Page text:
Free Shipping on Orders Over $100!
The Camera Company
Cart
<%= totalItem %>
Why are my pictures blurry?
Why are my pictures blurry?

Dave Fiala - October 15, 2020

Is it time to phone a friend?
Why are my pictures blurry is a frequent question.


There are a few answers to this question so let me go through those one at a time.
If you get blurry pictures there are a few things to check.

1. Is your lens or filter dirty or covered with smudges or fingerprints. If they are the first thing is to clean the lens and or filter.

2. Is your autofocus turned on? Note that the autofocus on and off can be controlled by a switch on the lens and a switch on the camera. The on/off could also be controlled in the menu of the camera. Check to see if you can focus the lens manually to make sure the focus mechanism is not jammed. Also, check to see if the lens has a focus limiting switch. Some macro lenses and some of the longer zoom lenses have a switch that limits the range of focus. If the limit switch is set for close range the lens will not focus on greater distances. If the lens has been set to limit the focus to longer distances it will not move to the closer distance. Set the limit switch to FULL. Check and make sure that you did not turn on the back button focus and have forgotten that you did that. Make sure you check all of these options. OK so we have checked all of that and we know the AF is turned on. When you press the shutter button do you see the lens moving the focus? If the lens still does not seem to be trying to focus try another lens on your camera. If you try another lens and it is focusing correctly then you may have a mechanical/electrical problem with the lens that is not focusing. If the second lens is not focusing there could be a problem with the camera. Time to phone a friend who hopefully works at a camera store.

OK! You have checked off all of these questions and the lens seems to be focusing but it still looks out of focus in the viewfinder. Take a picture and review it. If it looked out of focus when you looked through the viewfinder but the picture is in fact in focus your diopter is likely misadjusted. This is simple to fix because all you need to do is readjust the diopter for your vision. If you don’t know where the diopter is on your camera you could check the camera manual. Or, you could phone that friend who works at a camera store.

Now let’s assume that the camera and lens are focusing but some of your pictures are still turning out to be out of focus.

If you are shooting subjects that are moving and they appear out of focus it may not be a focus issue at all. It could be that your shutter speed is too slow to freeze the motion. Check this by photographing a stationary object at the same distance. If the picture is sharp the camera and lens are focusing properly. So the solution is to select a faster shutter speed. There is a complicated formula for calculating how fast of a shutter speed you need to stop a moving object traveling at a specific speed at a specific distance. But to keep it simple, let’s look at it this way. If you are standing in the parking lot of The Camera Company watching cars go down East Washington Avenue they do not look like they are going very fast. If you are standing in the middle of East Washington and the cars are going past a few feet away from your knees they look like they are going very fast. Don’t test this; just take my word for it. A person 10 feet away and walking should be stopped at 1/125th of a second. If you are shooting a bicycle race and standing close to the action you probably want to start at a 1/500th of a second.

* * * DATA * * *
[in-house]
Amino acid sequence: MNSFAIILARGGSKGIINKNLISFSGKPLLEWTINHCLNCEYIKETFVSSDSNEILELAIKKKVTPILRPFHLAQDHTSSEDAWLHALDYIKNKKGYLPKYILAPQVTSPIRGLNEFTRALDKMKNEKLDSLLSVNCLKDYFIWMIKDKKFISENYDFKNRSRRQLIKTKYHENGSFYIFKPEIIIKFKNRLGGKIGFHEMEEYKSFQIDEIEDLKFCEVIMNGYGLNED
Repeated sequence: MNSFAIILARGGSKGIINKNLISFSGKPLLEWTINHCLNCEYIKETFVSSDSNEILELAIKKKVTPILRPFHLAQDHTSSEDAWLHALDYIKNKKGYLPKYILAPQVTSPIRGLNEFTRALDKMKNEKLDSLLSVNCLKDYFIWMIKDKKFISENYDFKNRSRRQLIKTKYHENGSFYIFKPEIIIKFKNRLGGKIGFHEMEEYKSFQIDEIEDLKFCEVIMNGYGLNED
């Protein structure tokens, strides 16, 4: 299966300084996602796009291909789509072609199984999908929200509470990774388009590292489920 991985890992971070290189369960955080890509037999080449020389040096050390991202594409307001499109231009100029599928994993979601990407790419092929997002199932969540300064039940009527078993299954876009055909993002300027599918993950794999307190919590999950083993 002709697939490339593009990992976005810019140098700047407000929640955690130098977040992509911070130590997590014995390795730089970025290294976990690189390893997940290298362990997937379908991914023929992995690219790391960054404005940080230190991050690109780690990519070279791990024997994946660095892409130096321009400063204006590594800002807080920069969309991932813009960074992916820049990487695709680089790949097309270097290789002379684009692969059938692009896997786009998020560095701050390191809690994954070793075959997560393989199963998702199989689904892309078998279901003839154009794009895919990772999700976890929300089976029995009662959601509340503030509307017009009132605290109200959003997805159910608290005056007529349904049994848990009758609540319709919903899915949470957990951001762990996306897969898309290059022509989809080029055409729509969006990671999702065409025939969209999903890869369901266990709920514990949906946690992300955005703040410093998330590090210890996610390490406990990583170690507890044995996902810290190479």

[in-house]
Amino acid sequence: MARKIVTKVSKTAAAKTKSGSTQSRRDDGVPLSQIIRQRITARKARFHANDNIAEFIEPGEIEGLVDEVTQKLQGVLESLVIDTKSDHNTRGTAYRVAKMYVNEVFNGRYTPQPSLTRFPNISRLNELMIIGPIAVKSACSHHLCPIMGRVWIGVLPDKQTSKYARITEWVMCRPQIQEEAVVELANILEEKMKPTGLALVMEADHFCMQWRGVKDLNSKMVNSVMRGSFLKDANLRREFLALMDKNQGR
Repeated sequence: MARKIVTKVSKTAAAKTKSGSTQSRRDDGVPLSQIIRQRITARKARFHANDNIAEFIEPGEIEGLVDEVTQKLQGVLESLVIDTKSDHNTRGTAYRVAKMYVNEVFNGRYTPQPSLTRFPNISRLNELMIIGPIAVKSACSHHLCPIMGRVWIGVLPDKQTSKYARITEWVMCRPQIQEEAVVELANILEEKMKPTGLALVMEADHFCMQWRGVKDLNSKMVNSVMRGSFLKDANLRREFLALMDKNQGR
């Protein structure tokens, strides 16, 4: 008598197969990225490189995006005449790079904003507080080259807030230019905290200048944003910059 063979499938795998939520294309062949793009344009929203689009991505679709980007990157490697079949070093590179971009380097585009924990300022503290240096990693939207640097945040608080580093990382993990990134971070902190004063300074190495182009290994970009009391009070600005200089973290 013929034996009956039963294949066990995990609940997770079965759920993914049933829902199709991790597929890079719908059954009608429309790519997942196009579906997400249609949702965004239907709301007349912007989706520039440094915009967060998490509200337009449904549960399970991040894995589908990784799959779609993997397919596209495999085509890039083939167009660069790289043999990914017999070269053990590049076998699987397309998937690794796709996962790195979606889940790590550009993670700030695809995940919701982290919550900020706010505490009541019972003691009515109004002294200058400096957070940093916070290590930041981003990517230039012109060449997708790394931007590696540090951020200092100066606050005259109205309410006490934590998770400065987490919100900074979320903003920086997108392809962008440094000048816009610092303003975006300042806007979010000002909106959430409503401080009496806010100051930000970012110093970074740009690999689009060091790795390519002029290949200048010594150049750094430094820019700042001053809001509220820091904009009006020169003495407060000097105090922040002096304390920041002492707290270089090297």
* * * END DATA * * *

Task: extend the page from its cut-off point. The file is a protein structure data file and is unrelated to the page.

If you are shooting in a lower light situation and your pictures are coming out blurry it is probably motion again. If your shutter speed is too slow and you are hand-holding your camera the likely problem is camera shake. These pictures at first glance look out of focus but a little closer look will often reveal double or multiple images. Or you may see what looks like a smear effect. The solution to this problem is again to increase the shutter speed. The general rule is that you want to shoot at a shutter speed that is equal to or greater than the focal length of your lens. 50mm lens would be a 50th of a second or faster, 300mm lens 300th of a second or faster. OK, you get the idea. The image stabilization systems that are built into cameras and lens today will help when shooting slower shutter speeds of stationary subjects but do not provide a benefit if the subject is moving. The motion of moving subjects can only be arrested by using a fast shutter speed.


Whenever we increase our shutter speed we need to compensate by opening the aperture to a lower number f-stop to let in more light. If you have a lens that is already opened all of the way you will need to raise your ISO. If applicable to the situation, you could use a flash.


If you cannot use a flash and if you do not want to increase your ISO you are left with only one option and that is to get a faster lens that will let in more light.


It is time to phone your friend who works at a camera store.

If you don’t have a friend that works at a camera store and you need more help with any of these problems or questions. The best thing to do is call one of The Camera Company stores and tell the person who answers the phone that Dave said “I need a friend at a camera store.” And suddenly, like magic, you will have a new friend. And they will be working at a camera store!